The goverment of Sudan made clear its intention to move its troops, escorted by Paulino Matiep’s Nuer militia, into Block 5A to protect the only Lundin exploratory drilling location in that block, at Ryer/Thar Jath. At the same time, the SSDF forces of Riek Machar reacted by attacking the Lundin exploratory site, permitting the one hundred person crew to evacuate but summarily executing three Sudanese government employees. The SSDF inflicted little infrastructure damage. Then it withdrew from the location to fight off the joint Paulino Matiep/government advance, which it failed to block for lack of ammunition.
The government/Paulino Matiep advance reached Ryer/Thar Jath, Duar, Koch, Ler, and the river at Mayandit, driving frightened civilians and SSDF forces before it, in a matter of days. Leaving the Paulino Matiep forces to guard Ler and Ryer/Thar Jath, the government forces withdrew north to Bentiu, having abducted women and boys to porter their loot, burned homes, raped women, and sowed fear.
The SSDF fled with the Dok, Jikany, and Jagei Nuer civilians in several directions—one large group fled into Dinka/SPLA territory to the west (an unheard of refuge prior to the Wunlit peace agreement a few months earlier). There, the SSDF entered into negotiations with the SPLA which gave the beleaguered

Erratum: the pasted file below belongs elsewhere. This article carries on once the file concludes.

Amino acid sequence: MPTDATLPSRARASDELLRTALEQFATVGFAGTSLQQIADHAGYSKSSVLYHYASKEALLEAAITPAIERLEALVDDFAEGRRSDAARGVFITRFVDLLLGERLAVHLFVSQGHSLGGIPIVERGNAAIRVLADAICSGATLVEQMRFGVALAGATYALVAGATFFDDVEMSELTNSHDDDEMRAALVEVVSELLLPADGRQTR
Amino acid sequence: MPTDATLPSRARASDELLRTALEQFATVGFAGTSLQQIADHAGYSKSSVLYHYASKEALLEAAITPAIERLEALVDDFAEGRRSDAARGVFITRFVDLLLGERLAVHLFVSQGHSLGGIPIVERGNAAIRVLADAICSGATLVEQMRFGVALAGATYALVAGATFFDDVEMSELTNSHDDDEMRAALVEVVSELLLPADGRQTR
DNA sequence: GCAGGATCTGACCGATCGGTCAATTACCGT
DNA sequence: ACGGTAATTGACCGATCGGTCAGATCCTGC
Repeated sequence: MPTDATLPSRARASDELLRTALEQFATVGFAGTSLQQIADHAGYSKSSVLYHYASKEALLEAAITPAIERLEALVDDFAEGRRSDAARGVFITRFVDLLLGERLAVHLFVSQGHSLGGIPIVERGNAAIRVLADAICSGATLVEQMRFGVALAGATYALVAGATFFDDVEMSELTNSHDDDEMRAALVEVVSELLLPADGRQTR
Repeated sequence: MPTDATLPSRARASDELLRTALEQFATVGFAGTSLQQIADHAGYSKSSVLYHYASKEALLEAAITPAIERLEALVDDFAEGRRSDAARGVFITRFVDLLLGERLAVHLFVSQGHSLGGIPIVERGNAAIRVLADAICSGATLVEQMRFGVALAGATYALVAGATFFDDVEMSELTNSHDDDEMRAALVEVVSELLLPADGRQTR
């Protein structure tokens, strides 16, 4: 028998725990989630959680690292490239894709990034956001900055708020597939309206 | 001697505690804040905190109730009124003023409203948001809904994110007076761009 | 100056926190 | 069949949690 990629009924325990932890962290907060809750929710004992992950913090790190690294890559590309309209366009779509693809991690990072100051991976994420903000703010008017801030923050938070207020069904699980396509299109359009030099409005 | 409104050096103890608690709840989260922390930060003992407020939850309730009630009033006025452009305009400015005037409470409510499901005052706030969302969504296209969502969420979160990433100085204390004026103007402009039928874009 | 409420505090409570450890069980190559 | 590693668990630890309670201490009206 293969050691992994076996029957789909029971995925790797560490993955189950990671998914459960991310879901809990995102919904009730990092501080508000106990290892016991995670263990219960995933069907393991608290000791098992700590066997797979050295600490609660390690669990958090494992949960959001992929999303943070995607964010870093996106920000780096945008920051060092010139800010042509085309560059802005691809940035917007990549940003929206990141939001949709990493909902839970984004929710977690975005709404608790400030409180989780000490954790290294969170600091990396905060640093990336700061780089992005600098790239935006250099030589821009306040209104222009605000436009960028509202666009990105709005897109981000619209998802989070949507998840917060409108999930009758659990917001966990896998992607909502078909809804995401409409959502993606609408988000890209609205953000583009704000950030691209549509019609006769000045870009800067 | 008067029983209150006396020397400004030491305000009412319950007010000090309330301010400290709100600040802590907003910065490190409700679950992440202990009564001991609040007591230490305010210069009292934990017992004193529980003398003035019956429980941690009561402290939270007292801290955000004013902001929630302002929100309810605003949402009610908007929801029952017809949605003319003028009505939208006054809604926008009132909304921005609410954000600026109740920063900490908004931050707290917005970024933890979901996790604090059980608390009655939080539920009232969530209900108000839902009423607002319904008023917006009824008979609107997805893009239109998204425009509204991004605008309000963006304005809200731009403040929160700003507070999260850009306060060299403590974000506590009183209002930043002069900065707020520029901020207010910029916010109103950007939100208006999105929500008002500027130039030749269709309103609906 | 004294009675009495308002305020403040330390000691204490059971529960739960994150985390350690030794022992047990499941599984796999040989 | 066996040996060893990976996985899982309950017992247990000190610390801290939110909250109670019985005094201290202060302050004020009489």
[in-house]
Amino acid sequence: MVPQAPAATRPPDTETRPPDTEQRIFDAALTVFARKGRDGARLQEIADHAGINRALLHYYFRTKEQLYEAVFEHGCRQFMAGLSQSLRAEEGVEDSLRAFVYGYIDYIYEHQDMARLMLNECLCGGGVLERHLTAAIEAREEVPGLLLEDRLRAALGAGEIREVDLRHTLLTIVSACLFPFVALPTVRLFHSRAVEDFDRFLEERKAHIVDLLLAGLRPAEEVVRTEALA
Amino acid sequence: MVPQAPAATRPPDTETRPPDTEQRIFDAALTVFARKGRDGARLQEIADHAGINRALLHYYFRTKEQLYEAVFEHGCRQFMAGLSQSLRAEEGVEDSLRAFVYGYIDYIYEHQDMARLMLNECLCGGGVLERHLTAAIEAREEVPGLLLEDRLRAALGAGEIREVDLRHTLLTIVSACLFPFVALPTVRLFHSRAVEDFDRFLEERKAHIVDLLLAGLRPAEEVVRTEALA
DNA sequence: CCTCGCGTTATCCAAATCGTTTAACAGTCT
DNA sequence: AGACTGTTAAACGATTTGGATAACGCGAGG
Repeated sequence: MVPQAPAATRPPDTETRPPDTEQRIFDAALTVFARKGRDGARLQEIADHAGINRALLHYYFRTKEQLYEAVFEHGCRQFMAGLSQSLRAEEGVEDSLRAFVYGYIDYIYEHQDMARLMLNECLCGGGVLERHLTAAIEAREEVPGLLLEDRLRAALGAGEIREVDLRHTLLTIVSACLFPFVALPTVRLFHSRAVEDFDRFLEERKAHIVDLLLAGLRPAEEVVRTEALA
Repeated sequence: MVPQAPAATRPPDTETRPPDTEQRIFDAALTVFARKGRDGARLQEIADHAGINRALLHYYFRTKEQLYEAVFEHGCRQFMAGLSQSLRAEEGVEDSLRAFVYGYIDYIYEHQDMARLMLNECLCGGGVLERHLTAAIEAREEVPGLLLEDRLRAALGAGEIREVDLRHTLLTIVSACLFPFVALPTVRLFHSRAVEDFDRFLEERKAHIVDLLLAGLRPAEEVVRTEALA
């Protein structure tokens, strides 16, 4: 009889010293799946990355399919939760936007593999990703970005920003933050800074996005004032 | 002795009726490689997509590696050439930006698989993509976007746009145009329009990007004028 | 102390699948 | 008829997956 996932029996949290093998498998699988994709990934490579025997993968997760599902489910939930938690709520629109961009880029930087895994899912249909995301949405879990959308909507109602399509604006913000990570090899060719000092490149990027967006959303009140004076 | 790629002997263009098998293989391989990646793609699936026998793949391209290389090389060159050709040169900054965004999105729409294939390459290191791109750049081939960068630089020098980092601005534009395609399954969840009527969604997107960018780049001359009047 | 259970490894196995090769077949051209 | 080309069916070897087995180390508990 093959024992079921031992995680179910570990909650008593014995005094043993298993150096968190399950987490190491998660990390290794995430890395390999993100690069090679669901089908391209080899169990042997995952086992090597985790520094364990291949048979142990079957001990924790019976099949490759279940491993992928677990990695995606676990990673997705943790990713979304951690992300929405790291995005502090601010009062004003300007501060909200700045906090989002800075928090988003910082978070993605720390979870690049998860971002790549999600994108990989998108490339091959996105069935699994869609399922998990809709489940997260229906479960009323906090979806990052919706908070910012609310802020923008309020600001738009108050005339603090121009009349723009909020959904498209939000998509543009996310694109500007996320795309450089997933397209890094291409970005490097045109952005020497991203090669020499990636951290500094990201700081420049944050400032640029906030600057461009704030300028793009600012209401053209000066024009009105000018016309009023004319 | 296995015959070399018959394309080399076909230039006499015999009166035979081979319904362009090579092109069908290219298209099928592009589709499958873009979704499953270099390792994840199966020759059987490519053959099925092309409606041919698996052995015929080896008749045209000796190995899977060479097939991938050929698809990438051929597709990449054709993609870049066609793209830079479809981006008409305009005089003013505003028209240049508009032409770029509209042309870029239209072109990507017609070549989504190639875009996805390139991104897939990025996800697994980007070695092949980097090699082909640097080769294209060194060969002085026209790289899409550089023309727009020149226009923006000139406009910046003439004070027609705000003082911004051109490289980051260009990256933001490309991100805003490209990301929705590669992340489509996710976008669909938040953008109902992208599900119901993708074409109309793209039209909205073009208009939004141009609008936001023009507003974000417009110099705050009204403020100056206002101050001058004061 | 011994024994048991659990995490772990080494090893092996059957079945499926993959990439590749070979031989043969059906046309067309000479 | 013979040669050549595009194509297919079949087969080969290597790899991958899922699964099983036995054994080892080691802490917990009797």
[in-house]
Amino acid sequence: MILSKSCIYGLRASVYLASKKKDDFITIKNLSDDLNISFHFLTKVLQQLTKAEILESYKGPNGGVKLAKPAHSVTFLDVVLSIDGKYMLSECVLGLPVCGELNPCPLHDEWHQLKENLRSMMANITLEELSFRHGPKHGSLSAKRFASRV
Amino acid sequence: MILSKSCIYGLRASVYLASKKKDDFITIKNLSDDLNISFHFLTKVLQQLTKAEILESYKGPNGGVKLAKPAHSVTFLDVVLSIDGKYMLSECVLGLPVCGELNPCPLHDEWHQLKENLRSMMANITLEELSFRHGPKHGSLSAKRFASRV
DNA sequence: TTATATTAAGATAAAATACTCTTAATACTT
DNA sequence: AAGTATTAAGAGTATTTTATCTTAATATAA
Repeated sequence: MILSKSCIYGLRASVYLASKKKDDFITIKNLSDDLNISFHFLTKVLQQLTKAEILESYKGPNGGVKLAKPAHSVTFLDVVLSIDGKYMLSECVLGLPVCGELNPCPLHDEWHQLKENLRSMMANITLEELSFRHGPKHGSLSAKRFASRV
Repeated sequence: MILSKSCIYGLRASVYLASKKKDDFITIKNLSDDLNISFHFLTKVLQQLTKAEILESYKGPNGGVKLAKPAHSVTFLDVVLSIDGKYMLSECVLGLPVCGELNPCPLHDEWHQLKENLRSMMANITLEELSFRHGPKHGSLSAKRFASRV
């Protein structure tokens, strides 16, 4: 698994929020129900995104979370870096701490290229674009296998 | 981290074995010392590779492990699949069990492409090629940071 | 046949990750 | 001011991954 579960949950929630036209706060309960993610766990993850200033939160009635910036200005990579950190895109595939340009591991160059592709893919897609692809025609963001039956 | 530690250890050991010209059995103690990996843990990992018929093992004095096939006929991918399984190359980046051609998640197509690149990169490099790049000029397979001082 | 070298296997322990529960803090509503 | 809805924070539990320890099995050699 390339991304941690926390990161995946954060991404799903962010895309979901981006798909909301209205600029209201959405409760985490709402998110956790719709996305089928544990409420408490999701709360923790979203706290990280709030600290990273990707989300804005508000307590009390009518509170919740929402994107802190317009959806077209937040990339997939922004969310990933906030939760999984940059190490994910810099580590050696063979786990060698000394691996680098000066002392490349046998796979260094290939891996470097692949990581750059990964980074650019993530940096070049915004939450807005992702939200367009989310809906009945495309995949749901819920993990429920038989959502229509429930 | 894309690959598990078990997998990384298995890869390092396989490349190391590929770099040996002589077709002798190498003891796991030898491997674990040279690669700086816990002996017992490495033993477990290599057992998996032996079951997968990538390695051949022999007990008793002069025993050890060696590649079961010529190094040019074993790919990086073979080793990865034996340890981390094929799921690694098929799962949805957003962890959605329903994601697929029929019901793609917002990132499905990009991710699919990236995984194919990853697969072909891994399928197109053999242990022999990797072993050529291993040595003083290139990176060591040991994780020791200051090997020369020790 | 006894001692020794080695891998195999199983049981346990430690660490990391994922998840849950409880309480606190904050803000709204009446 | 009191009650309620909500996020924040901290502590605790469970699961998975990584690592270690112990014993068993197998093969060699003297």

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commanders ammunition to fight the Sudanese government. The SSDF launched a surprise attack on the Paulino Matiep forces present in Ler on July 3, chasing them to the northern part of Block 5A before the government intervened with helicopters and Antonovs to stop the advance at the garrison town of Wangkei. The SSDF again ran out of ammunition again and retreated south to Nyal, a Nyuong Nuer site considered well protected by the sudd in Block 5B, south of Block 5A.
Maj. Gen. Paulino Matiep reportedly retaliated in anger against this SSDF surprise attack on Ler. His men detained many and killed some SSDF/UDSF civilians, among them state ministers, in Bentiu on July 11-12, 1999. This provoked a civilian exodus from Bentiu. The government announced a flight ban on most of Western Upper Nile/Unity State in the middle of July 1999. The civilians, who had fled the main towns and villages for safety ahead of Paulino Matiep’s advance, were cut off without food or emergency supplies.
But the freshly-defected SSDF/Riek Machar rebels had succeeded in their goal: they had shut down the Lundin operation.
Battle for Control of Block 5A: First Rebel Attack on Oil Operations Since 1984;